Teaching self-control

Instead of letting violent students disrupt elementary classes, or calling in the cops, some schools are creating special classes that teach self-control before kids get big enough to get into serious trouble. The Boston Globe reports on a class in Lowell, Massachusetts for kindergarteners and first graders who’d attacked a teacher with scissors, threw a chair, kicked, cursed and punched.

In the Lowell program, three adults — a teacher, an aide, and a social worker — monitor the students. Each child’s desk is set more than a foot apart, and red tape on the floor marks the child’s personal space.

Like any first-graders, the students read stories, write paragraphs, and add and subtract. But they also learn how to act or speak when they are upset, instead of throwing tantrums. A weekly goal is taped to the top of each student’s desk.

When they improve, they earn points toward privileges, such as going to the gym or the art or music room, instead of having those lessons in class.

In the beginning, some students had to be restrained 16 to 17 times a day to avoid hurting themselves or others, school officials said. The adults, who are trained in nonviolent restraint tactics, subdue the children by standing behind them, folding their arms across their chests, and holding their forearms from behind, usually for a few minutes. After about 16 weeks teaching the students, the teachers rarely have to use the tactics, Dunning said.

. . . When their anger boils over, students are taken to an adjacent room, where they talk to an adult. If they do not wish to talk, they can crawl into a large box to be alone or scribble out their anger on the chalkboard. Or they go downstairs to a therapy room, where students play in the sandbox or use board games to make it easier for them to talk.

Some of the students now are able to visit regular classes; the goal is to return all to the mainstream when they’re ready.

Two-thirds of elementary schools are “starting behavior programs for elementary school pupils or looking for ways to address the problem,” June Million, spokeswoman for the National Association of Elementary School Principals, told the Globe.

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  1. Mike in Texas says:

    It sounds great; I know of several kids at my school who would benefit from such a program

  2. This is so common-sense-ical that I’m surprised no one proposed it before. (That said, why aren’t the PARENTS teaching these kids discipline and behavior? I remember my mom carrying my (screaming) brother out of the grocery – and telling him the consequence that there would be no applesauce with dinner (she had gone to buy apples) because he couldn’t show good public behavior. Only took a few times of that before he learned that you don’t pitch a fit if you want to get something).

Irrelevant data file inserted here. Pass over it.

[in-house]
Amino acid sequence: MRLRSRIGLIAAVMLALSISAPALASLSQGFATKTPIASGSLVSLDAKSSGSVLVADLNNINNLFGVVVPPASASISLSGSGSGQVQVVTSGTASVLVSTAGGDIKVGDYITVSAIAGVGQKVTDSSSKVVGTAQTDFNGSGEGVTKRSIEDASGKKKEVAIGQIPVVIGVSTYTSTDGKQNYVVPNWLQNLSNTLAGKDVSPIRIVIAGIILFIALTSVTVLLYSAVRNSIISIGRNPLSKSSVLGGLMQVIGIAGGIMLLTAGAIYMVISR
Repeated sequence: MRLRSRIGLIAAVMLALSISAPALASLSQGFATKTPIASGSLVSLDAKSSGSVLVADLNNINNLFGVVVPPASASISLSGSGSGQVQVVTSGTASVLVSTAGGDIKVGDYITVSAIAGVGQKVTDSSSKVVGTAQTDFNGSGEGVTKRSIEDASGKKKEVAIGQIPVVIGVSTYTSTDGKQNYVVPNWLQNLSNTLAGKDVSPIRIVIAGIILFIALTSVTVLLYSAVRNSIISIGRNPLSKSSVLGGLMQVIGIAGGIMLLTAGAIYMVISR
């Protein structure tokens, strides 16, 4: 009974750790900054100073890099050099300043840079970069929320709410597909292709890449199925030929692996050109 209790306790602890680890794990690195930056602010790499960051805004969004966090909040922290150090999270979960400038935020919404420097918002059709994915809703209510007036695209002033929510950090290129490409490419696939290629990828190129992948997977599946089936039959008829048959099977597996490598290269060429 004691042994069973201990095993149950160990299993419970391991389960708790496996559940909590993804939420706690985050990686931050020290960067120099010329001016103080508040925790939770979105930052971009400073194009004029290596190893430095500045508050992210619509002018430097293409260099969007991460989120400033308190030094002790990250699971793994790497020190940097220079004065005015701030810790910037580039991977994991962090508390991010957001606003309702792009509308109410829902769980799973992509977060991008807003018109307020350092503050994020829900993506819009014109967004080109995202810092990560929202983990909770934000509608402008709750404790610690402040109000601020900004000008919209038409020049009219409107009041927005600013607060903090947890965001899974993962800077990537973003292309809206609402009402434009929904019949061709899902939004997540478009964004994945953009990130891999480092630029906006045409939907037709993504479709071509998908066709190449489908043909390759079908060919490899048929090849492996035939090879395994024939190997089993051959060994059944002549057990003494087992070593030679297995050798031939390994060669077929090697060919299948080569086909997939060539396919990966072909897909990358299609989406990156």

3. widebody says:

    Yet another example of the parents abdicating their responsibilities and expecting the government to do their jobs. These are “kindergarteners and first graders who’d attacked a teacher with scissors, threw a chair, kicked, cursed and punched,” and apparently the parents bare no responsibility. Next some smart lawyer will convince these alleged parents that there’s money to be made by suing the teachers for restraining their offspring?

  4. murphy300 says:

    The added benefit to the program is that the first graders who show up for school ready, willing and able to learn can do so in an environment that is conducive to learning.

  5. Walter E. Wallis says:

    Would that it were not necessary, but it seems a reasonable first step in attempting to keep kids in the main stream.
    Let teachers teach.
    Let students stude.

  6. Mike in Texas says:

    Walter wrote:

    Let students stude.

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  7. Widebody and Ricki

    Not everyone is like your family. The students actually sound emotionally disturbed and need the help. Also, perhaps these are single parent homes where the situation is beyond the control of the mother.

  8. Elizabeth Ditz says:

    According to Lisa, these kids are not run-of-the-mill brats, but victims of abuse, neglect, or born-that-way mental illness. She should know, she’s been teaching in such classrooms for years.


  9. nailsagainsttheboard says:

    It takes good parents to raise a child, but because they are so many dysfunctional ‘parents’ who are really nothing more than egg and sperm-donors, the ‘village’ has to take over, by default. Schools become the parents. Sad, but true. Lack of individual personal responsibility has produced the monster of cradle-to-grave socialism. Hopefully, we can return from the dark ages of the 1960’s-1970’s “Me Decade”. Our civilization depends on it.

  10. Lowell has some 2100 students in K and 1st grade. These kids are a tiny group in comparison.

  11. There are simply some students who need self-control classes and programs. (Though I would prescribe starting school at a later age than five or six. Not everyone is ready when the State says so.) Maybe they are emotionally disturbed, abused, or pre-natally drugged. Maybe they need programs such as this, or even a special full-time boarding school that does the job of parenting as well as teaching.

    This particular program is a good one because:
    a) it is not punitive,
    b) it has a high degree of teacher interaction,
    c) it uses constructive segregation.

    Educrats have a dogmatic belief that any sort of segregation is bad, and that non-average students need to be mainstreamed as much as possible for their social needs. But what if they need to be segregated for their own protection, or the protection of others? It’s a very good thing that educrats are not in charge of adult society, else I would be legally obligated to share my workspace with convicted criminals!